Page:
See which NFL team was sold for 1 billion

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See which NFL team was sold for 1 billion

From Comcast SportsNet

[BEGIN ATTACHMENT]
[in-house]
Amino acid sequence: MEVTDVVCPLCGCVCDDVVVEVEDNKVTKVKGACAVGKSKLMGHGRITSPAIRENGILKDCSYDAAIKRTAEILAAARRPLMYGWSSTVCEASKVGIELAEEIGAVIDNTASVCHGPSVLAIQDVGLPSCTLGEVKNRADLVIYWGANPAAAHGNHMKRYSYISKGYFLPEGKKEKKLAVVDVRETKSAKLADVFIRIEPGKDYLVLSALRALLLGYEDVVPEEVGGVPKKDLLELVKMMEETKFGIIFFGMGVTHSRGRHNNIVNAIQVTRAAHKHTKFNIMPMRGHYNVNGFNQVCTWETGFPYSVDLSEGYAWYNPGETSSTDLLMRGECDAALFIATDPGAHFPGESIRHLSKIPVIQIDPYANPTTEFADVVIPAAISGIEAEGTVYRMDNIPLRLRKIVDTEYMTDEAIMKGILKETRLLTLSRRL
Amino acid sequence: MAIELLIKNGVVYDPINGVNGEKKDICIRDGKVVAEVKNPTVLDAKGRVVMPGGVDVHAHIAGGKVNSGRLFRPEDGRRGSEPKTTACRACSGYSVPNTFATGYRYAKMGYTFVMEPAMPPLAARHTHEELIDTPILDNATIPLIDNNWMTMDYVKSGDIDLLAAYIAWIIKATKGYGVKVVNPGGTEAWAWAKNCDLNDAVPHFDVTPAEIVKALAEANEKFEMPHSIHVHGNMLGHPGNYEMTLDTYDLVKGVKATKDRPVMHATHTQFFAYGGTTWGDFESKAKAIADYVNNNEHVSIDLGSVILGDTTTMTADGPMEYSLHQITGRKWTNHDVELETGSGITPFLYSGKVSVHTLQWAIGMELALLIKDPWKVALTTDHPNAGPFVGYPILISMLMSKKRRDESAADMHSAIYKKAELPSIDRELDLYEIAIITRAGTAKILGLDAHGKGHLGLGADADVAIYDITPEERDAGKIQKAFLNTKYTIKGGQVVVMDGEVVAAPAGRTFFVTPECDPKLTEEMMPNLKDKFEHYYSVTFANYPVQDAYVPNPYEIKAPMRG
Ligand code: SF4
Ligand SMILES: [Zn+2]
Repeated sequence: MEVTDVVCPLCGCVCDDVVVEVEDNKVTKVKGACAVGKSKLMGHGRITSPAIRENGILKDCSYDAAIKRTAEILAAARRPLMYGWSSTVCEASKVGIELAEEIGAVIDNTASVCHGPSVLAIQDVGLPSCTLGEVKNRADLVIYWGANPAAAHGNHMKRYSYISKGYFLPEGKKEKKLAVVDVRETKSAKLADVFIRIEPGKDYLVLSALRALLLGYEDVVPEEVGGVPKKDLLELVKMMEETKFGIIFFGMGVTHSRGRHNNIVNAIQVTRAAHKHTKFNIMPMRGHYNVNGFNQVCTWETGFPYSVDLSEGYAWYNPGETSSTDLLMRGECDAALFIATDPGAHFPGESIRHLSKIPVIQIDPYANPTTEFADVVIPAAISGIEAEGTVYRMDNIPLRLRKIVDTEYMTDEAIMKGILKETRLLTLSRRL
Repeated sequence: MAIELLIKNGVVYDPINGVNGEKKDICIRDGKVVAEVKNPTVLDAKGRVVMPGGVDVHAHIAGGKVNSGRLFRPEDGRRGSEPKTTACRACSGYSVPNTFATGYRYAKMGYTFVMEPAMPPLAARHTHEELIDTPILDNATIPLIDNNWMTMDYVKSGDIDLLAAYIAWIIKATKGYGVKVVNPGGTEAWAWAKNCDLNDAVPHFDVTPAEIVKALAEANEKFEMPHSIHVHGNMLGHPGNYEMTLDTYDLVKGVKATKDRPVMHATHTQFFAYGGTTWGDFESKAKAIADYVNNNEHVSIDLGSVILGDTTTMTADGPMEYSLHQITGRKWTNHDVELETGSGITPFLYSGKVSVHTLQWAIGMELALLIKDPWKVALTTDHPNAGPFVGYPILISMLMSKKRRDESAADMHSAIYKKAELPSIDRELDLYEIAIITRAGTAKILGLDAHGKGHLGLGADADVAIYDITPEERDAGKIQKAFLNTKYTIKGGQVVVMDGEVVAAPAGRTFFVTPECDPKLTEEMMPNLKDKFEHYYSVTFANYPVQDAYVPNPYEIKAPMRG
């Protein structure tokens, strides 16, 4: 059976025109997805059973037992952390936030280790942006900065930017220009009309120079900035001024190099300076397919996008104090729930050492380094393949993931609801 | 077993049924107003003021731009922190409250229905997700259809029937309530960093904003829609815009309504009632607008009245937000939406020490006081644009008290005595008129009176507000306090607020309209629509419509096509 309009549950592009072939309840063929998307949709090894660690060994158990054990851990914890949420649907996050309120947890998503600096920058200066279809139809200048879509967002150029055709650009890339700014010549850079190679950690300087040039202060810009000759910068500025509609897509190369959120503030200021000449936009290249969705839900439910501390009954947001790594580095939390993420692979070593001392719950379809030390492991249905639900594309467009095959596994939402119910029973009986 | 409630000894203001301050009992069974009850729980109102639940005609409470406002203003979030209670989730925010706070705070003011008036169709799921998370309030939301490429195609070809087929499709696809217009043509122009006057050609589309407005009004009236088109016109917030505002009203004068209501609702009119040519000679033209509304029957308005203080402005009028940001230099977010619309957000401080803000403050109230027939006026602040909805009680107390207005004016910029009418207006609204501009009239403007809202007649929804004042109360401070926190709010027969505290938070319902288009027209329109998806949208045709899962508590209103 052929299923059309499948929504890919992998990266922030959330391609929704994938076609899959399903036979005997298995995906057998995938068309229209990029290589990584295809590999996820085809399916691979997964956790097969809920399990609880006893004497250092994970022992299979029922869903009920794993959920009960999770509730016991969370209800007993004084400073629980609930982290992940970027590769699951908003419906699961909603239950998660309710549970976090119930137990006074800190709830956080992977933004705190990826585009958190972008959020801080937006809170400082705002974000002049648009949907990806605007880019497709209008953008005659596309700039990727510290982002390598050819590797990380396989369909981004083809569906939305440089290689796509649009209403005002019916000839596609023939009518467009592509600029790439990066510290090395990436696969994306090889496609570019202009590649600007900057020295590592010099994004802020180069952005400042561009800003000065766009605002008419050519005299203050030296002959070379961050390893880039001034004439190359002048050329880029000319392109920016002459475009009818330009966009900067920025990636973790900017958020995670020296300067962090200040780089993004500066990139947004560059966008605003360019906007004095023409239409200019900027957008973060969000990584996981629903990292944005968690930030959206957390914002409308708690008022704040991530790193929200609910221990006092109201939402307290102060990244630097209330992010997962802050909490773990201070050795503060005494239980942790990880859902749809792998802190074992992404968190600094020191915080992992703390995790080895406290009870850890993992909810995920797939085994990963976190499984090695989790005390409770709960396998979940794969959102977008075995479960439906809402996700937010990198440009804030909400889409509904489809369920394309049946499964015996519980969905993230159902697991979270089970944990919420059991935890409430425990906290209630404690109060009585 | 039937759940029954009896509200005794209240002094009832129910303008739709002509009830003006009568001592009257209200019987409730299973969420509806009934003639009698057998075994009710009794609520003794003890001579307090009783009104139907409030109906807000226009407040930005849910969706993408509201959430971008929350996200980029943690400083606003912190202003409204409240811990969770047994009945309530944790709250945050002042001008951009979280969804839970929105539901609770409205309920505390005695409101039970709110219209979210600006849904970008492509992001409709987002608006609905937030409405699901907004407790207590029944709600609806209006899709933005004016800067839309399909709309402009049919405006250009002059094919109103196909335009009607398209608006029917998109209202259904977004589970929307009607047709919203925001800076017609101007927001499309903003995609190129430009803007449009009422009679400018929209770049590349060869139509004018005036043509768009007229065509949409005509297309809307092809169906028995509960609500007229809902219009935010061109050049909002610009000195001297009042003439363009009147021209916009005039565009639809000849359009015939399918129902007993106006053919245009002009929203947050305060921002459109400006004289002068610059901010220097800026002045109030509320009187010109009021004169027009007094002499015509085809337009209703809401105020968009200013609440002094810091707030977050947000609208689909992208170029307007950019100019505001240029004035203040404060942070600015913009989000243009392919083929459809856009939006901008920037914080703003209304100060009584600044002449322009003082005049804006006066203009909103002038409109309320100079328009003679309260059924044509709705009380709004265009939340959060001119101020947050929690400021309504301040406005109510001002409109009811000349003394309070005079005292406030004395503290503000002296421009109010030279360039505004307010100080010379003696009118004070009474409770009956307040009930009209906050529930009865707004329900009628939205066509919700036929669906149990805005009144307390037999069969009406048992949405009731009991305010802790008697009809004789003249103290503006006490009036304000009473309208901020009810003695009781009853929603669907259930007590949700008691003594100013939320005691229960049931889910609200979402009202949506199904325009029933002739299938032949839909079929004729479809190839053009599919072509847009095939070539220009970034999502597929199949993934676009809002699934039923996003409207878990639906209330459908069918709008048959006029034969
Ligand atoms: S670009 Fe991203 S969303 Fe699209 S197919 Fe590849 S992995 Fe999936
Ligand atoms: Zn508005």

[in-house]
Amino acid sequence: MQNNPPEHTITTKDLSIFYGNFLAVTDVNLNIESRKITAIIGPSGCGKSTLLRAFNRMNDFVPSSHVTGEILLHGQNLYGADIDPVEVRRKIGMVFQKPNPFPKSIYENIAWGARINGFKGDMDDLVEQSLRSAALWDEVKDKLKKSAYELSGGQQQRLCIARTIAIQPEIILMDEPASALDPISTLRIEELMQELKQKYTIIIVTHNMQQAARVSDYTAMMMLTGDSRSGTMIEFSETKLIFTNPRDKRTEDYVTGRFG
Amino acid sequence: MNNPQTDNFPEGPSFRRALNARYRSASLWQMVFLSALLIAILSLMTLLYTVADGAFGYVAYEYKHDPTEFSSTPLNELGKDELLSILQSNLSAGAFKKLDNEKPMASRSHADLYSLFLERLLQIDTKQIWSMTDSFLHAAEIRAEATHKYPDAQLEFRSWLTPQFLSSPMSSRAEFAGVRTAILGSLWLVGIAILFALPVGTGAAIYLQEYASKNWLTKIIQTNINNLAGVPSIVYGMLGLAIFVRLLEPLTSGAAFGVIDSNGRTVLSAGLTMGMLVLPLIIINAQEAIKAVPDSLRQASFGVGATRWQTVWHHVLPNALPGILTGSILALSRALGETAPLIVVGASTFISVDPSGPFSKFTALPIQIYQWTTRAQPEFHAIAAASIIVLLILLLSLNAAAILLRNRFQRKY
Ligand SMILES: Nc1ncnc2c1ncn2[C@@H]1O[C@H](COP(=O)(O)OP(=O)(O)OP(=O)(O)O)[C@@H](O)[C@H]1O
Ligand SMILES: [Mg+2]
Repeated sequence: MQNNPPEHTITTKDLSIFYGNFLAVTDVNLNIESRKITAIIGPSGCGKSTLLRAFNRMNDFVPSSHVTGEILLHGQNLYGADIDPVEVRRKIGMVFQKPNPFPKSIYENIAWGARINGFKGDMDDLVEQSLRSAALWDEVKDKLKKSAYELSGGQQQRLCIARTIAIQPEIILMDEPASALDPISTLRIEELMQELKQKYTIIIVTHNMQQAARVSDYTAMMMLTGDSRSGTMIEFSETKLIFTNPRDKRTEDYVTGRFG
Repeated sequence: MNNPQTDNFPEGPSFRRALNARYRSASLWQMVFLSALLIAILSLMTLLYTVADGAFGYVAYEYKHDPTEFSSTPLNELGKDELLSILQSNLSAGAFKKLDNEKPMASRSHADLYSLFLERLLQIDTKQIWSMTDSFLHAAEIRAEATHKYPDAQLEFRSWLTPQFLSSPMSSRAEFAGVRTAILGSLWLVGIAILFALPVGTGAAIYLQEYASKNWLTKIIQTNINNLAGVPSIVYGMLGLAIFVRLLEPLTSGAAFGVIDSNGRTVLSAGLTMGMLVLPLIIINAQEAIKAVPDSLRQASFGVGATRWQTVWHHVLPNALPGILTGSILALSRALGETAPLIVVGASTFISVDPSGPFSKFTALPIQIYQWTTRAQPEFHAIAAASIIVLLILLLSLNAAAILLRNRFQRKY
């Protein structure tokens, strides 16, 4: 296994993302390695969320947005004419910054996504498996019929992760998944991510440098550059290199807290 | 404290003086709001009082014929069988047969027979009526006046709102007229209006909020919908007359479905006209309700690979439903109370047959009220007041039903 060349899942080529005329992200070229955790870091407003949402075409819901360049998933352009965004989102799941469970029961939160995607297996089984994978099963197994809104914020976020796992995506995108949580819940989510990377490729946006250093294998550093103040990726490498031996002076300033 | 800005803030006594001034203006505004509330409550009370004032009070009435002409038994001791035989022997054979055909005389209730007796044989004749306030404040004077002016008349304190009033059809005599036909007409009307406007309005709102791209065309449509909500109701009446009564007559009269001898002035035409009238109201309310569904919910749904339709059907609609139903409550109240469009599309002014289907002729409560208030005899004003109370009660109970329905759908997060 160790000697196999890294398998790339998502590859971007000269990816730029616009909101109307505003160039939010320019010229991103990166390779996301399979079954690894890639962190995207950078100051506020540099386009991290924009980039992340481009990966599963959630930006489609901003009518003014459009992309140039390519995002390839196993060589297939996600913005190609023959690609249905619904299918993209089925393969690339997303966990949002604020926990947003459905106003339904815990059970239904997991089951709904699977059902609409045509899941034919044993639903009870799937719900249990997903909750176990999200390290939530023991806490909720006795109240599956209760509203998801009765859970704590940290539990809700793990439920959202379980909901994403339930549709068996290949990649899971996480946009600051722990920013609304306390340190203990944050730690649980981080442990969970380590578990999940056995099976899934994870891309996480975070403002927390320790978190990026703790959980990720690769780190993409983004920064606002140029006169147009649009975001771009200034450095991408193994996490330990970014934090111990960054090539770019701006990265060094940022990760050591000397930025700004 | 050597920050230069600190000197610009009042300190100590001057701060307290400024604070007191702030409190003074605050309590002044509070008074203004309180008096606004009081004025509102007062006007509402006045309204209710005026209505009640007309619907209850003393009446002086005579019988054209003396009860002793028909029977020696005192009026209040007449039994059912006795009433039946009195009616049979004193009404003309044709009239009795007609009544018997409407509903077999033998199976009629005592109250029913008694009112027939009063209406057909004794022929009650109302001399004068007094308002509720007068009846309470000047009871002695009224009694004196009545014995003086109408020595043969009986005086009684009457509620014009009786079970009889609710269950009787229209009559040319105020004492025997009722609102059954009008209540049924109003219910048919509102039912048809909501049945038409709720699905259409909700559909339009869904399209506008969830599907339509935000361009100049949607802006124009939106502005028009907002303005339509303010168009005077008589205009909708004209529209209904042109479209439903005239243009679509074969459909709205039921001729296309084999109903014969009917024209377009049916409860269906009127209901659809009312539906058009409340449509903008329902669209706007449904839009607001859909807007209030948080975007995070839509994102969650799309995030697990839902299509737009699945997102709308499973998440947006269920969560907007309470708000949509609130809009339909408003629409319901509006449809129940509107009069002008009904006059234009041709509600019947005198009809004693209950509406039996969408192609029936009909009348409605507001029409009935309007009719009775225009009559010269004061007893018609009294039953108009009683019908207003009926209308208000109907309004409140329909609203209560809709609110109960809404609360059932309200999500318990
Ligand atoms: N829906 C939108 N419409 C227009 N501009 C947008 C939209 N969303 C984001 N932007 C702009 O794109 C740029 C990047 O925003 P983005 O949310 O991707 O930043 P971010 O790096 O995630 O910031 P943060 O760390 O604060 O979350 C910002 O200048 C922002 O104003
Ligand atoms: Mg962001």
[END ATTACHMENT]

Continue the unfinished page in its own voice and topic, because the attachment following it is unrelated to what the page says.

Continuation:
BEREA, Ohio (AP) -- The new owner of the Cleveland Browns is watching his first practice. Tennessee truck-stop magnate Jimmy Haslam III walked to the middle of the field Friday with team president Mike Holmgren and general manager Tom Heckert for his first glimpse at what 1 billion can buy. Haslam was wearing shorts on a hot, humid morning. Randy Lerner reached a deal Thursday to sell the club to Haslam, a minority stockholder in the rival Steelers. Haslam must divest his interest in the Steelers and also gain approval for the purchase from the NFL. Haslam, who planned to hold a news conference later Friday, promised Lerner the franchise won't be relocated. Haslam arrived in Cleveland late Thursday and dined with Holmgren. "He had done a lot of work on the Browns and the city of Cleveland," Lerner said Thursday, "and first and foremost gave me his personal assurance the team would remain in Cleveland." Lerner will sell 70 percent of the Browns to Haslam now, with the other 30 percent reverting to him four years after the closing date, a person with knowledge of the sale told The Associated Press on condition of anonymity because details have not officially been announced. "This is a very exciting time for my family and me," Haslam said through the team. "To own such a storied franchise as the Cleveland Browns, with its rich tradition and history, is a dream come true. We are committed to keeping the team in Cleveland and seeing it get back to the elite of the NFL -- something all Browns fans want and deserve." While the papers have been signed, the NFL still must sign off on the deal. Getting the nod from 24 of the 32 teams is required, and no date has been set for a vote because the sale has not been presented to the league yet. The person with knowledge of the sale said approval is expected by the end of September. ESPN reported the sale price was more than 1 billion. For comparison, the Miami Dolphins sold at a value of more than 1 billion in 2009. The Browns were valued at 977 million last year by Forbes magazine, 20th in the NFL. Asked if he was surprised by the deal, Holmgren said: "On one hand, the surprising part was the time of the year. But in this business, I gave up being surprised a long time ago." Lerner, whose family has owned the franchise since it returned to the NFL in 1999, first announced he was in negotiations to sell the club last week. The late Al Lerner, Randy's father, purchased the franchise from the NFL in 1998 for 530 million after the original Browns moved to Baltimore in 1996 and became the Ravens. The elder Lerner died in 2002. Randy Lerner also is the owner of Aston Villa, a club in the English Premier League. The expansion Browns entered the NFL in 1999 and have made the playoffs just once, a 2002 first-round loss to the Pittsburgh Steelers. They've had only two winning records in 13 seasons and are 68-140 since they returned. Even with a string of failures on the field, the value of the Browns -- like other NFL franchises -- keeps increasing, boosted by broadcast income. The league agreed in December to nine-year contracts with CBS, Fox and NBC that run through the 2022 season and will boost revenue from the 1.93 billion last season to 3.1 billion by 2022. The NFL reached an eight-year extension with ESPN last year through the 2021 season that increases the rights fee from 1.1 billion to 1.9 billion annually. Haslam has been a minority investor in the Steelers since 2008, and is the president and CEO of Pilot Flying J, the largest operator of travel centers and travel plazas in North America. He is the older brother of Tennessee Gov. Bill Haslam. According to a 2010 profile on Steelers.com, Haslam has been a Dallas Cowboys fan and then an Indianapolis Colts fan. But with the Pittsburgh investment, Haslam said he had become "1,000 percent a Steelers fan." The Haslam brothers are supporters of the University of Tennessee, where their father Jim Haslam played tackle on the 1951 national championship football team under Gen. Robert R. Neyland, who built the Volunteers into a football powerhouse. The elder Haslam founded the Pilot Corp. in 1958 with a single gas station in Gate City, Va. He credits sons Bill and Jimmy with expanding the chain from mostly gas stations and convenience stores to a "travel center" concept of truck stops featuring branded fast food service. As for Haslam possibly moving the franchise, Holmgren emphatically added, "The Cleveland Browns aren't going anywhere." But the current staff might be if the Browns don't do better than the 4-12 record of 2011, Pat Shurmur's first season as coach. New owners usually bring in their own management team, although Shurmur has impressed many people around the league. "I have no fear about any of that because I trust my coaches, I trust the players and I've watched the work they've done based on the conversation of this last week," Shurmur said Thursday. "I think we're moving full steam ahead. That doesn't bother me one bit at this point at this point. My concern is getting this team ready to play and our players understand that message and they are doing a good job." Holmgren would not address his future with the Browns. "Honestly, my focus is to have guys here concentrating on football, making it business as usual," he said. "The what ifs and hypotheticals, I have to stay away from." Haslam would be the sixth majority owner of the Browns: team founder Mickey McBride (1945-1953), David Jones (1953-1961), Art Modell (1961-1995), Al Lerner (1998-2002), and Randy Lerner (2002-present). An NFL trust also oversaw the inactive franchise from 1996-1998. Cleveland last won the NFL championship in 1964, beating Johnny Unitas and the then-Baltimore Colts 27-0. The Browns have never been to the Super Bowl.